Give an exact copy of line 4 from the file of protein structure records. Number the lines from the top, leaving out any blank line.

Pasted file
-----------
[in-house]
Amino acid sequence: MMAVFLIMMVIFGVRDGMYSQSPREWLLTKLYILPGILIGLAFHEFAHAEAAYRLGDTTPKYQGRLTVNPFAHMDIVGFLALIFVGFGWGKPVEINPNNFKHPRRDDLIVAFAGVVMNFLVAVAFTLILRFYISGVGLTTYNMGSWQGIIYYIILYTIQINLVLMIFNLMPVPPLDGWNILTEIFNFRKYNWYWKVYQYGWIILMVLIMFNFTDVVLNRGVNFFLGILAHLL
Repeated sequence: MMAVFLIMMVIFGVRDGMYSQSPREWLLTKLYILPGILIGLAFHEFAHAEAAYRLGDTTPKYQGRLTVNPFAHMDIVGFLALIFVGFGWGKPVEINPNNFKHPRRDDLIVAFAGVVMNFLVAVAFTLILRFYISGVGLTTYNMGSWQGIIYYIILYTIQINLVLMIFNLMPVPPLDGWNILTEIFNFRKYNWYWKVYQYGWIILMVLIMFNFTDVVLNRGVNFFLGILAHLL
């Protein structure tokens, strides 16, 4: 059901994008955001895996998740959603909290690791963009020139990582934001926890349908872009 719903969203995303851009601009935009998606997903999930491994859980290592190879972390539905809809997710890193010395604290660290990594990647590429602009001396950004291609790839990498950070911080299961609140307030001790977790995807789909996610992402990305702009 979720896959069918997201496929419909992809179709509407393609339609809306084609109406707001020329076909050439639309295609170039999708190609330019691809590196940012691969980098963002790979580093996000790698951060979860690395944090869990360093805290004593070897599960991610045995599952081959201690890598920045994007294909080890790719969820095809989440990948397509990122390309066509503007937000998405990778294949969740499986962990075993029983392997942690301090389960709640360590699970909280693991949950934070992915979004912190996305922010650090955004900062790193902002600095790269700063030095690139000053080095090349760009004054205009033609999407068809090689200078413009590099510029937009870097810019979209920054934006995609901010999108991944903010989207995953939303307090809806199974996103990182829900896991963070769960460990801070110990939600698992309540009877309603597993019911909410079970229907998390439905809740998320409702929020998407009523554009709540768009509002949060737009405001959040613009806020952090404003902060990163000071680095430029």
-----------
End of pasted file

């Protein structure tokens, strides 16, 4: 059901994008955001895996998740959603909290690791963009020139990582934001926890349908872009 719903969203995303851009601009935009998606997903999930491994859980290592190879972390539905809809997710890193010395604290660290990594990647590429602009001396950004291609790839990498950070911080299961609140307030001790977790995807789909996610992402990305702009 979720896959069918997201496929419909992809179709509407393609339609809306084609109406707001020329076909050439639309295609170039999708190609330019691809590196940012691969980098963002790979580093996000790698951060979860690395944090869990360093805290004593070897599960991610045995599952081959201690890598920045994007294909080890790719969820095809989440990948397509990122390309066509503007937000998405990778294949969740499986962990075993029983392997942690301090389960709640360590699970909280693991949950934070992915979004912190996305922010650090955004900062790193902002600095790269700063030095690139000053080095090349760009004054205009033609999407068809090689200078413009590099510029937009870097810019979209920054934006995609901010999108991944903010989207995953939303307090809806199974996103990182829900896991963070769960460990801070110990939600698992309540009877309603597993019911909410079970229907998390439905809740998320409702929020998407009523554009709540768009509002949060737009405001959040613009806020952090404003902060990163000071680095430029």